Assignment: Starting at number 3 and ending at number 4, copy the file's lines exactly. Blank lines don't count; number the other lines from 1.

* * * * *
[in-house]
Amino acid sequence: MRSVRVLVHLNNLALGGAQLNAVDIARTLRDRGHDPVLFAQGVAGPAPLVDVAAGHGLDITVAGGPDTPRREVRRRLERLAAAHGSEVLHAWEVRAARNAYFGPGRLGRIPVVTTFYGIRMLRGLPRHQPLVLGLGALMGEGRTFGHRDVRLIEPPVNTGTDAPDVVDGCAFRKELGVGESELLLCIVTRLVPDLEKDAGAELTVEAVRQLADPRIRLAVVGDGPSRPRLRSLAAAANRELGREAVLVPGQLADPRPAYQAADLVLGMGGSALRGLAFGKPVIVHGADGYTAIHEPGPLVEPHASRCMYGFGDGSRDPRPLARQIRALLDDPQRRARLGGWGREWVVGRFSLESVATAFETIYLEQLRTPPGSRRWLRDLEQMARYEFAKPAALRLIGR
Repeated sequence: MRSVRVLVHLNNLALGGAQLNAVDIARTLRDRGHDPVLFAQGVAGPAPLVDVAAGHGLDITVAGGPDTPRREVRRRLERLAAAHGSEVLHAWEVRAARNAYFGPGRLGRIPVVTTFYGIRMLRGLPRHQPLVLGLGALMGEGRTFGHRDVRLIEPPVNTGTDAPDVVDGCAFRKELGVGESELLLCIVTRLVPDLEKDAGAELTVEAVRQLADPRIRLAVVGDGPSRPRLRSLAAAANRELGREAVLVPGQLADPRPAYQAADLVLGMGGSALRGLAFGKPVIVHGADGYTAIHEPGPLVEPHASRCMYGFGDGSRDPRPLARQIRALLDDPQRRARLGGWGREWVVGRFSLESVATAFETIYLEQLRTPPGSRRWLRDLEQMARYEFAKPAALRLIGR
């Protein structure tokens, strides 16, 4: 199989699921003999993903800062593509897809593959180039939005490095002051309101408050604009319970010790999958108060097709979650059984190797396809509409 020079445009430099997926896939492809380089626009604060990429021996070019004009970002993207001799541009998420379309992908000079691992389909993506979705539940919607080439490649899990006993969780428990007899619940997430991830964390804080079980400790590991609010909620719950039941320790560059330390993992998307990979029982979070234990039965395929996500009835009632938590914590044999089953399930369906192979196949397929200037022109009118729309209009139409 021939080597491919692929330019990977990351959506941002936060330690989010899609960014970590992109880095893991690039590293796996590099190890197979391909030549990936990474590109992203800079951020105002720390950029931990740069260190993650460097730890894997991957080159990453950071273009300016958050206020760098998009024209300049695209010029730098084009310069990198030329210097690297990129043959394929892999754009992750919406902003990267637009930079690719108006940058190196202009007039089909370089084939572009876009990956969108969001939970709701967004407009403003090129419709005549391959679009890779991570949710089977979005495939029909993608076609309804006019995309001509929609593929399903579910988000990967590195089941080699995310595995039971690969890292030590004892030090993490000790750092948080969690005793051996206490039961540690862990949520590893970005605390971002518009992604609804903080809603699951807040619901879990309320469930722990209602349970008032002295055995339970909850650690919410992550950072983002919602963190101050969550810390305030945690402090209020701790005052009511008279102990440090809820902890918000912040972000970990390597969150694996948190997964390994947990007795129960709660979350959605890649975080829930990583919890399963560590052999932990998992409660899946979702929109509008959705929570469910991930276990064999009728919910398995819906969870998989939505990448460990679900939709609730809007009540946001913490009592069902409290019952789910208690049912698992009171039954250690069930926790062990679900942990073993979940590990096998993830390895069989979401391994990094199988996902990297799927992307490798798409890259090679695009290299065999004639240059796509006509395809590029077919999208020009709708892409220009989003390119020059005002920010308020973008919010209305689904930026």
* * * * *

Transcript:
Repeated sequence: MRSVRVLVHLNNLALGGAQLNAVDIARTLRDRGHDPVLFAQGVAGPAPLVDVAAGHGLDITVAGGPDTPRREVRRRLERLAAAHGSEVLHAWEVRAARNAYFGPGRLGRIPVVTTFYGIRMLRGLPRHQPLVLGLGALMGEGRTFGHRDVRLIEPPVNTGTDAPDVVDGCAFRKELGVGESELLLCIVTRLVPDLEKDAGAELTVEAVRQLADPRIRLAVVGDGPSRPRLRSLAAAANRELGREAVLVPGQLADPRPAYQAADLVLGMGGSALRGLAFGKPVIVHGADGYTAIHEPGPLVEPHASRCMYGFGDGSRDPRPLARQIRALLDDPQRRARLGGWGREWVVGRFSLESVATAFETIYLEQLRTPPGSRRWLRDLEQMARYEFAKPAALRLIGR
């Protein structure tokens, strides 16, 4: 199989699921003999993903800062593509897809593959180039939005490095002051309101408050604009319970010790999958108060097709979650059984190797396809509409 020079445009430099997926896939492809380089626009604060990429021996070019004009970002993207001799541009998420379309992908000079691992389909993506979705539940919607080439490649899990006993969780428990007899619940997430991830964390804080079980400790590991609010909620719950039941320790560059330390993992998307990979029982979070234990039965395929996500009835009632938590914590044999089953399930369906192979196949397929200037022109009118729309209009139409 021939080597491919692929330019990977990351959506941002936060330690989010899609960014970590992109880095893991690039590293796996590099190890197979391909030549990936990474590109992203800079951020105002720390950029931990740069260190993650460097730890894997991957080159990453950071273009300016958050206020760098998009024209300049695209010029730098084009310069990198030329210097690297990129043959394929892999754009992750919406902003990267637009930079690719108006940058190196202009007039089909370089084939572009876009990956969108969001939970709701967004407009403003090129419709005549391959679009890779991570949710089977979005495939029909993608076609309804006019995309001509929609593929399903579910988000990967590195089941080699995310595995039971690969890292030590004892030090993490000790750092948080969690005793051996206490039961540690862990949520590893970005605390971002518009992604609804903080809603699951807040619901879990309320469930722990209602349970008032002295055995339970909850650690919410992550950072983002919602963190101050969550810390305030945690402090209020701790005052009511008279102990440090809820902890918000912040972000970990390597969150694996948190997964390994947990007795129960709660979350959605890649975080829930990583919890399963560590052999932990998992409660899946979702929109509008959705929570469910991930276990064999009728919910398995819906969870998989939505990448460990679900939709609730809007009540946001913490009592069902409290019952789910208690049912698992009171039954250690069930926790062990679900942990073993979940590990096998993830390895069989979401391994990094199988996902990297799927992307490798798409890259090679695009290299065999004639240059796509006509395809590029077919999208020009709708892409220009989003390119020059005002920010308020973008919010209305689904930026």